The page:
So what do you do is, as I was talking about it, let's take a simple example here. I know there's a lot of text, but I'll take you through this very quickly. So let's assume that you have the use case that you're working on is a Windows login use case where you have users logging in. All you have is their login and their successful login times. Now could we identify which user is actually malicious or which user is not? And so to do that we actually have to create a context and the context goes as such. So with Windows, there are different kinds of users. You have system users, you have administrators, and you have actual system accounts which perform different kinds of things. Now that it starts, it gives you an idea of how you separate your data. The moment you start separating your data based on the kind of users, the data you're analyzing for these different groups are actually going to be different. The next thing that you do is Windows login actually happens in different kinds. So you have physical logins, you have network-based logins, you also have remote logins, and you have terminal-based logins. So that too adds to the context that you create. Now, interactions between these two, interactions between users, and interactions between these different kinds of logins actually create the context that you want to identify and recognize which part of the behavior is anomalous. And these interactions are what we study.

Analyzing Use Case Data Clusters

So here, if you see, this is one of the use cases that we were working on very early on is the Windows use case trying to identify anomalous behavior. And here if you see, you just see very simply you see three clusters. This was very early on in the work that we did. So here when we break the data down, we see this is actually an administrative user that's a system user. And the final one is system accounts. So each of these data blogs, or you want to say clusters, actually gives us the concept of the context that I'm speaking about. You divide the data in a certain way and then you analyze the data in that family or in that context. And if you were to add the type of logins as well on top of this, you would see that the data would further divide itself by forming different clusters within these three different user groups.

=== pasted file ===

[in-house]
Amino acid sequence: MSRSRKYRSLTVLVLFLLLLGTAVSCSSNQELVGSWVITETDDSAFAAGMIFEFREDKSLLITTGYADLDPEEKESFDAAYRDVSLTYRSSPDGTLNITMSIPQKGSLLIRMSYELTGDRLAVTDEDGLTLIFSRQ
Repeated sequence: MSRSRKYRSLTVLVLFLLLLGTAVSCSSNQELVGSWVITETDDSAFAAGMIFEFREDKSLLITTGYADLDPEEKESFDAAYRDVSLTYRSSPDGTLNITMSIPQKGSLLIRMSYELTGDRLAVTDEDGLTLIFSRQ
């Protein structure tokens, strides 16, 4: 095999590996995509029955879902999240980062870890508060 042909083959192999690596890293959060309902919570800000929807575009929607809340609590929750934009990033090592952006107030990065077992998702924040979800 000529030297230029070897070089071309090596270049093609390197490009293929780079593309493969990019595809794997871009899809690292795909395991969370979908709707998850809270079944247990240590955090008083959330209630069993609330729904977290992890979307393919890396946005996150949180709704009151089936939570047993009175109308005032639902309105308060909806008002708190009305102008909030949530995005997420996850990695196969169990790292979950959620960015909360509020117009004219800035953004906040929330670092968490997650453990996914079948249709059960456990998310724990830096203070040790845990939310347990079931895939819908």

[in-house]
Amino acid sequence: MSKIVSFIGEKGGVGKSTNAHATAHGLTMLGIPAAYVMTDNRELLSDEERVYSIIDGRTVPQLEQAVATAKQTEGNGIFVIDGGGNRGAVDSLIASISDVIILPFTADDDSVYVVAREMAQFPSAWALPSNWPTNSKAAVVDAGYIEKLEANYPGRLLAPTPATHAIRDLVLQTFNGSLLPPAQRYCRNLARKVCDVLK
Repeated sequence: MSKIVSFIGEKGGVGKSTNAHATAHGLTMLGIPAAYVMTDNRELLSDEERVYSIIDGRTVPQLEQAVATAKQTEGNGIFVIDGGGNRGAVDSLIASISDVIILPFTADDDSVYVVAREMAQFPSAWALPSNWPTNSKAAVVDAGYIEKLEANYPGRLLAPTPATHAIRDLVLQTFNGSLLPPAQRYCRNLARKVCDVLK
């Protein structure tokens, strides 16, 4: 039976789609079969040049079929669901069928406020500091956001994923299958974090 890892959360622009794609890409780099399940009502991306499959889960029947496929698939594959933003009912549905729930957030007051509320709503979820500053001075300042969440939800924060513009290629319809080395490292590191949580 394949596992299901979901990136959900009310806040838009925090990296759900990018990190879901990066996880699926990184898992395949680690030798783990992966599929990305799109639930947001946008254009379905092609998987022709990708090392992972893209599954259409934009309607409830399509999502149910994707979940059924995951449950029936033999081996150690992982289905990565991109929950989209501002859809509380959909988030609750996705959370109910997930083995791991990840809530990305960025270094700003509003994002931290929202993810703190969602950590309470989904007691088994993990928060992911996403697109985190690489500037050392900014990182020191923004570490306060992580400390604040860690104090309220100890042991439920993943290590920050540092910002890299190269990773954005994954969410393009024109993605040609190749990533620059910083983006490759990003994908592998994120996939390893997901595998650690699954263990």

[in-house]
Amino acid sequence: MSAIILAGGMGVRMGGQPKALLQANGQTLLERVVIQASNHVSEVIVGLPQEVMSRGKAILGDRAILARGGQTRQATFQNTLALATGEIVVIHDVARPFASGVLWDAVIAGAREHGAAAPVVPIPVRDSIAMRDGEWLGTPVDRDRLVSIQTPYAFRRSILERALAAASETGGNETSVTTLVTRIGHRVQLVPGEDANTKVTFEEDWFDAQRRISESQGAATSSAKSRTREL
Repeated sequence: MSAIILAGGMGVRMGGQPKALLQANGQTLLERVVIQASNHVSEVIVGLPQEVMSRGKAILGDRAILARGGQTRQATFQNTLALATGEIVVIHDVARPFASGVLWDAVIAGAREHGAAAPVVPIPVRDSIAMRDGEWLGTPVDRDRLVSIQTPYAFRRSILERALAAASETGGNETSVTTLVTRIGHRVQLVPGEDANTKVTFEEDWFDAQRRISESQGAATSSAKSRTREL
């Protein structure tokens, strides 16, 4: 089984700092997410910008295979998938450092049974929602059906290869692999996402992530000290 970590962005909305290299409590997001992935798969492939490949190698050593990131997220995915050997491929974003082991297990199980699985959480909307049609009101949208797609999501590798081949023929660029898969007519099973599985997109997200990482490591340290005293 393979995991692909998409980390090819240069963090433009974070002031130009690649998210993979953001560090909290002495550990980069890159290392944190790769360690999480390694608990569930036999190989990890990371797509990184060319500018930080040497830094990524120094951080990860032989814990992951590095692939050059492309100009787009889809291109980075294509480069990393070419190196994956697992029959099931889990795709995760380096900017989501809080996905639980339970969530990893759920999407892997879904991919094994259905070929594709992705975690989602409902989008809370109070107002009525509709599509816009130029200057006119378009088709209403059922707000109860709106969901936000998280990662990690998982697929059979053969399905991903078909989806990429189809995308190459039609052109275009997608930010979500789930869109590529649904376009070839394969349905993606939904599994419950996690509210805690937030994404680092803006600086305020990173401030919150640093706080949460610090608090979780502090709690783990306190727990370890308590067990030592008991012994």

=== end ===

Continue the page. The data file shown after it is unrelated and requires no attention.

What is the problem with this is that, With all the algorithms that we develop, with everything that we do, we can only predict to a certain extent that a certain login could be malicious. We can't say with a hundred percent accuracy that it is actually malicious. And that is a problem because what we are telling the business users is that we do not exactly know whether this is bad or not. We just can predict with a certain amount of probability that this is bad. And that's not a good thing, specifically when you're dealing with security people because they want to know if an incident actually happened or not. And for this, we actually use So if I go back to the slides,

So as I spoke here, we speak about experts and professionals. So for the prior, we use these experts and professionals to help us out here in terms of understanding the data. So here what we do is we use them, we actually shot list the data that they need to analyze. We use their help to understand different processes that are actually valid to be identified as malicious and the ones that are not. And with their investigation, we actually get to know whether something that we had identified was malicious or was it just a false thing, a false positive.

Modifying Use Case Context

And so most of the work that these people do, If I just go back to the words that I said, there is a case that your context is actually very flexible in the sense that you can change your context, you could modify it. And this primarily happens when different families that you have identified in which you're building context can actually be homogenous. So some of them, for example, like a user when he logs on remotely or through a network system could behave in a similar way. So you could merge those two contexts and make them look like one. You can have different thresholds for different contexts. So that tells us that certain behavior is necessarily normal in one context, but it is not normal in another one. So that helps us identify. So using this process of supervision from the experts, it actually helps us understand how we vary these parameters and how we come to a conclusion.

So this is one of the consoles that we are actually using as an information system for the experts and the professionals. So what we provide here is we provide them information about different things that we feel need to be alerted for them. We identify different situations and we say, hey, here's an alert, here's a situation that's actually happening. Can you investigate and find us and help us more about this? So this is actually a system that Tony's team is designing for us. So that's something that might be interesting to look at. So where does this lead us to?